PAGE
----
Another Merger That Didn't Require Antitrust: Time Warner to Ditch Time

Yer on your own, Satan! ||| CREDIT: Fair useCREDIT: Fair useSo, Time Warner, that shorn-off husk of the former AOL Time Warner, is now planning to shear off the foundational magazine division of the conglomerate, Time Inc., into a new company whose grim fortunes can no longer weigh down the parent.

Given how much antitrust regulation is back in the news, it's worth remembering how badly media-consolidation hysterics got the original AOL Time Warner merger wrong, advocating for what would have been a wholly unnecessary antitrust action against the alleged Big Brother. Here's a paragraph on that topic from The Declaration of Independents: How Libertarian Politics Can Fix What's Wrong With America:

Every journalism school should—but doesn't—present the hysterical reaction to the AOL Time Warner merger as Example A of why journalists are often the very worst analysts of their own industry. As the deal was unfolding in 2000, the still-ubiquitous media-ethics scold Tom Rosenstiel warned about "a new era in American communications that sees the end of an independent press." The even more influential Robert McChesney, who is one of the key people in the push to have the Federal Communications Commission regulate the Internet, predicted confidently that "the eventual course of the Internet—the central nervous system of our era—will be determined by where the most money can be made, regardless of the social and political implications." We were two of the only media commentators to laugh off the fear and cast doubt on the conglomerate’s future in real time. In April 2000, Nick Gillespie noted that large mergers more often fail than succeed and argued, "The moment [the new company] stops doing whatever its customers want, it will join the ranks of Sears Roebuck, A&P, IBM, and other once dominant companies that have either disappeared altogether or linger on as mere shadows of their former selves." Matt Welch wrote that "very few market-leading companies in entertainment or media stay on top for long; most go bankrupt," that "very few mega-mergers between two companies in different businesses ever work, especially when the companies involved are in media and entertainment," and that "the Internet is more tumultuous than any business sector in generations. The mighty are frequently chastened within 24 months." As it turned out, it took about thirty months for AOL Time Warner to begin to dissolve.

Never forget: "The Top 10 Most Absurd Time Covers of The Past 40 Years."

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  • John||

    I guess thanks to Obamacare there are just not as many doctors' offices to sell to anymore.

  • sarcasmic||

    That's funny because the only time I ever see that rag is at the doctor's office.

  • Lord Humungus||

    AOL is still around?

    Oh yeah, my parents, god bless 'em, still use AOL.

  • sarcasmic||

    Making fun of someone who uses AOL is like making fun of a cripple who uses a wheelchair.

  • Emmerson Biggins||

    a cripple who uses a wheelchair and is always right in front you at the grocery store fucking everything up.

  • johnl||

    Dalek hearted tubs of lard in highpowered electric wheelchairs are always careening down the ramp under the tracks at 15 MPH screeming for the people pushing strollers or pulling rollies to get out of their way.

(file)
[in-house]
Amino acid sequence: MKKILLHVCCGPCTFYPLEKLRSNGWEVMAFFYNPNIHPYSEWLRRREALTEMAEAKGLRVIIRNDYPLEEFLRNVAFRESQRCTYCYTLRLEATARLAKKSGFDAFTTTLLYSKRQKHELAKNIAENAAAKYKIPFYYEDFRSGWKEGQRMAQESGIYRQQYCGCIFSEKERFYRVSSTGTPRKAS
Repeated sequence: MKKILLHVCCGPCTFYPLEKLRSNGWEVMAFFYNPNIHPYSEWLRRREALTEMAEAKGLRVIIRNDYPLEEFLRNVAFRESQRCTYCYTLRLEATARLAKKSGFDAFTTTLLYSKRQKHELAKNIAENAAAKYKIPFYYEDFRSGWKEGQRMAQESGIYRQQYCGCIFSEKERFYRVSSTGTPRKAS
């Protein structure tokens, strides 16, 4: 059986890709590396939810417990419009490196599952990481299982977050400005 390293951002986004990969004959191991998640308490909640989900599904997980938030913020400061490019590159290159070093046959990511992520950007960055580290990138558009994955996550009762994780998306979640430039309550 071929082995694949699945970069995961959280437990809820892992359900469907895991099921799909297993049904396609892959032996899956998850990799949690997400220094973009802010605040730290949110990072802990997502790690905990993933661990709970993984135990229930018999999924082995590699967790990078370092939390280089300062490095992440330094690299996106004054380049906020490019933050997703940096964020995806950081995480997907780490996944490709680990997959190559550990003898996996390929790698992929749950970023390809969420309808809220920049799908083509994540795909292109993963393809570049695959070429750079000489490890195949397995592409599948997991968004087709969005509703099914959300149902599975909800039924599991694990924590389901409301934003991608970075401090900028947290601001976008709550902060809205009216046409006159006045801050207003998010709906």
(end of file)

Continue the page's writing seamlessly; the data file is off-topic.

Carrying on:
• Tim||

    I resemble that remark

  • The Late P Brooks||

    The last copy of Time I saw (while I was waiting to get my hairs cut) looked like it was about twelve pages, including the cover.

    "Circling the drain" doesn't even come close to describing it.

  • The Late P Brooks||

    I suspect AOL still makes sense for rural locations without cable, but which have legacy hard line telephone service.

    Satellite internet is still fairly pricey, and cell signals are spotty out in the wilderness.

    I have some friends who still have a hard line at their house because you have to hike about two hundred yards up a hill to get a cell signal. Another one has to drive about two miles to get a signal.

  • ||

    Allowed
    To merge or not
    A question for Top Men.
    Protect us! Corporations kill.
    We fear.

  • cavalier973||

    That really moved me...

  • MJGreen||

    That wasn't very dirty.

  • LTC(ret) John||

    "merge" could be construed in a dirty way, yes?

  • Tim||

    Back in the day, Time and Newsweek were big parts of establishment media. They did a lot of work mocking Reagan, just for one example.

  • ChrisO||

    You know who else was a failure at large-scale mergers and acquisitions?

  • AlmightyJB||

    F. Ross Johnson?

  • cavalier973||

    Jack Stiles?

  • AlmightyJB||

    "end of an independent press."

    They're their own worst enemy as far as that goes. Journalism schools and the MSM discourage independent thought. Oh, you can think indendently as long as you think like them.

  • JW||

    As the deal was unfolding in 2000, the still-ubiquitous media-ethics scold Tom Rosenstiel warned about "a new era in American communications that sees the end of an independent press." The even more influential Robert McChesney, who is one of the key people in the push to have the Federal Communications Commission regulate the Internet, predicted confidently that "the eventual course of the Internet—the central nervous system of our era—will be determined by where the most money can be made, regardless of the social and political implications."

    I can recall having online arguments over this (and MS's anti-trust trial), back in the day, largely making the point that Nick did. I doubt the doom-n-gloom retards I tangled with would admit just how fucking wrong they were, today, even with the smoldering ruins staring them in their dead eyes.

    They'd probably just blink and start babbling about income inequality.

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